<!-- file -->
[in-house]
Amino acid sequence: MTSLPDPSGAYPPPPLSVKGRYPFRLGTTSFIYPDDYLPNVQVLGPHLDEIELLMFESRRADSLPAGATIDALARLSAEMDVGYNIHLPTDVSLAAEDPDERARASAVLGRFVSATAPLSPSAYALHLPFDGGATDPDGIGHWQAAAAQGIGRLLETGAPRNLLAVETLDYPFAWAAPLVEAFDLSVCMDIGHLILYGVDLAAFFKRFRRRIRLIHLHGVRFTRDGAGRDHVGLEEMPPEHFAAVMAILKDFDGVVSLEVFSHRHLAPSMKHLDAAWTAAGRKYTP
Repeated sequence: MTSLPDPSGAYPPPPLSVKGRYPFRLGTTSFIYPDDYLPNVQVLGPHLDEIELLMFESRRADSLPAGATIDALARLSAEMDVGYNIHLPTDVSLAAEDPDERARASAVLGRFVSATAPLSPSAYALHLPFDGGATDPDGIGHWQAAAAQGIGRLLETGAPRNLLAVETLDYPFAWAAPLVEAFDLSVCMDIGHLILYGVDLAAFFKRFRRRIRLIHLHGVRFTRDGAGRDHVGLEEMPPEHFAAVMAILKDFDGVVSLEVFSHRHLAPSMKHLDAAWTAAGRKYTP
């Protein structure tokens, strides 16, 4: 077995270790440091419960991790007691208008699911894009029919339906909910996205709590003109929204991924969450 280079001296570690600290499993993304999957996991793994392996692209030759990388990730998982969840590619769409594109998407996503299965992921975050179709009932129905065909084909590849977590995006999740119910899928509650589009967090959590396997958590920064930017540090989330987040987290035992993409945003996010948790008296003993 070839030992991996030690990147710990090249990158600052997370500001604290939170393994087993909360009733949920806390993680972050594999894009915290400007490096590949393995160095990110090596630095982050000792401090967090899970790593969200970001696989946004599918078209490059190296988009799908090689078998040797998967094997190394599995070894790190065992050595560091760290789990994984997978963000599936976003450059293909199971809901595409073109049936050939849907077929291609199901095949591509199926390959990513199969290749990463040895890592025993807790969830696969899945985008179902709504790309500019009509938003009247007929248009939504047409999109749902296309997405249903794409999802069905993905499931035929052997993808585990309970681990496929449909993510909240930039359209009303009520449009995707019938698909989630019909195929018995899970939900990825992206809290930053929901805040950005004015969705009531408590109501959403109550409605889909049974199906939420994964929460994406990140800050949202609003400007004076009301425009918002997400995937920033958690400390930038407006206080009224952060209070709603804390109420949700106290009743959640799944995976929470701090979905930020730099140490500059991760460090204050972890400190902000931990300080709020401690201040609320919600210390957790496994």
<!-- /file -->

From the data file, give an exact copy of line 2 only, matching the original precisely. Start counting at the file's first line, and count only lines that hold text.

Amino acid sequence: MTSLPDPSGAYPPPPLSVKGRYPFRLGTTSFIYPDDYLPNVQVLGPHLDEIELLMFESRRADSLPAGATIDALARLSAEMDVGYNIHLPTDVSLAAEDPDERARASAVLGRFVSATAPLSPSAYALHLPFDGGATDPDGIGHWQAAAAQGIGRLLETGAPRNLLAVETLDYPFAWAAPLVEAFDLSVCMDIGHLILYGVDLAAFFKRFRRRIRLIHLHGVRFTRDGAGRDHVGLEEMPPEHFAAVMAILKDFDGVVSLEVFSHRHLAPSMKHLDAAWTAAGRKYTP